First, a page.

Also in this issue of International Perspectives on Sexual and Reproductive Health :
"Pregnancy Termination in Matlab, Bangladesh: Trends And Correlates of Use of Safer and Less-Safe Methods," by Julie DaVanzo and Mizanur Rahman
"Repeat Use of Emergency Contraceptive Pills In Urban Kenya and Nigeria," by Dawn Chin-Quee, Kelly L’Engle, Conrad Otterness, Sarah Mercer and Mario Chen
"Fertility Decisions and Contraceptive Use at Different Stages of Relationships: Windows of Risk Among Men And Women in Accra," by Ivy Frances Osei, Susannah Harding Mayhew, Leticia Biekro, Martine Collumbien and the ECAF Team
"Contraceptive Method Skew and Shifts in Method Mix In Low- and Middle-Income Countries," by Jane T. Bertrand, Tara M. Sullivan, Ellen A. Knowles, Muhammad F. Zeeshan and James D. Shelton
Menstrual regulation, a procedure that uses manual vacuum aspiration to safely establish nonpregnancy after a missed period, has been part of Bangladesh’s national family planning program since 1979. It is legally allowed up to 10 weeks after a woman’s last period, and thus some women use it to terminate an unwanted pregnancy. Despite the availability of this service, hundreds of thousands of women in Bangladesh have abortion procedures that endanger their health. A new study, "Pregnancy Termination in Matlab, Bangladesh: Maternal Mortality Risks Associated with Menstrual Regulation and Abortion," by Mizanur Rahman, of the University of North Carolina, Chapel Hill, et al., found that in the period 2000–2008 a woman was more likely to die from complications of an unsafe abortion than from childbirth, whereas the risks of death from undergoing menstrual regulation and from giving birth were similar.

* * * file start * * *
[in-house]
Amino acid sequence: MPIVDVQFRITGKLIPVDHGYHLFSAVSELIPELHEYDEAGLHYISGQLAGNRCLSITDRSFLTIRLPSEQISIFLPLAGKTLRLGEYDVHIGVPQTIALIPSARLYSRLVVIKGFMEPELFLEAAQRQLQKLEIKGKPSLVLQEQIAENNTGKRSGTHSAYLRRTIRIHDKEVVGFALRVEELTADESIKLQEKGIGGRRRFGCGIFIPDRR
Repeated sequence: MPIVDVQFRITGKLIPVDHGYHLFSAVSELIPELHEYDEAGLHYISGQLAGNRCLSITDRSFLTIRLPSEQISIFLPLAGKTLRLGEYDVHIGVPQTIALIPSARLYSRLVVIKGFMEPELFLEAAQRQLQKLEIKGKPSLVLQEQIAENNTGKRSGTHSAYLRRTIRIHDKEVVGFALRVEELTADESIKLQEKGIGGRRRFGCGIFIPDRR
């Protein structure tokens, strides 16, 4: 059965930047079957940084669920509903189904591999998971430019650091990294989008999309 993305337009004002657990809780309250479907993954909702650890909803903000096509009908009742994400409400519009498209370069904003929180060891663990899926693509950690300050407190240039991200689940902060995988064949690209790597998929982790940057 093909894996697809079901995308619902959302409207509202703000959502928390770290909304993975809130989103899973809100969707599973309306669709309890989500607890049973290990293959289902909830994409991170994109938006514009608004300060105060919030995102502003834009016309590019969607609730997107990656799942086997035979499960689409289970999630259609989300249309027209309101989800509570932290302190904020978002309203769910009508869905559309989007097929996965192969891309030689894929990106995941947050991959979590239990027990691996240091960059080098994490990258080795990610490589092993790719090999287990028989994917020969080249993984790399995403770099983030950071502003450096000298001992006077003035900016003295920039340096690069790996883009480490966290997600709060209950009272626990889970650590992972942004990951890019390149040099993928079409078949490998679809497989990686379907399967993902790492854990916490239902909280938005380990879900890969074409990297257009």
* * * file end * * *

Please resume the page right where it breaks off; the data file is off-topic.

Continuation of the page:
The study analyzed demographic surveillance data on pregnancy outcomes from the rural district of Matlab to assess mortality risks associated with menstrual regulation, abortion and delivery. Matlab is representative of most rural areas in Bangladesh, where the availability of traditional practitioners who provide unsafe abortions is greater than that of formally trained health care providers who provide safer but more expensive menstrual regulation procedures. In addition, the analysis compared data from one area within Matlab that receives standard government health and family planning services to another area that receives higher quality services through a special program called the Maternal and Child Health–Family Planning (MCH-FP) program.
The study found significant declines in women’s risk of dying from either unsafe abortion or menstrual regulation over time. Overall, for women in Matlab in 1989–1999, the odds of dying from complications of unsafe abortion were 12 times those of dying from childbirth and the odds of dying from complications of menstrual regulation were four times those of dying from childbirth. By 2000–2008, however, the odds of dying from complications of an unsafe abortion were five times those of dying from childbirth, and the odds of dying from complications of a menstrual regulation procedure were no greater than those of dying from childbirth. Notably, the decrease in maternal mortality risk between the two periods was greater in the MCH-FP area than in the area that received standard government services.
In all of Matlab, the proportion of pregnancy terminations by unsafe abortion decreased while the proportion by menstrual regulation increased over time: Menstrual regulation accounted for 55% of terminations done in 1989–1999 and 79% of those done in 2000–2008. The researchers suggest that this increase, the growing safety of both menstrual regulation and abortion procedures, and the earlier termination of unwanted pregnancies contributed to the overall reduction in maternal mortality observed during this period.
The researchers note, however, that despite these improvements, too many women still have to resort to abortion methods that put their life and health at risk. They recommend finding ways to reduce women’s use of unsafe abortion, such as addressing the reasons and conditions that lead women to turn to such methods.
"Pregnancy Termination in Matlab, Bangladesh: Maternal Mortality Risks Associated with Menstrual Regulation and Abortion," by Mizanur Rahman, of the University of North Carolina, Chapel Hill, et al., is currently available online from International Perspectives on Sexual and Reproductive Health.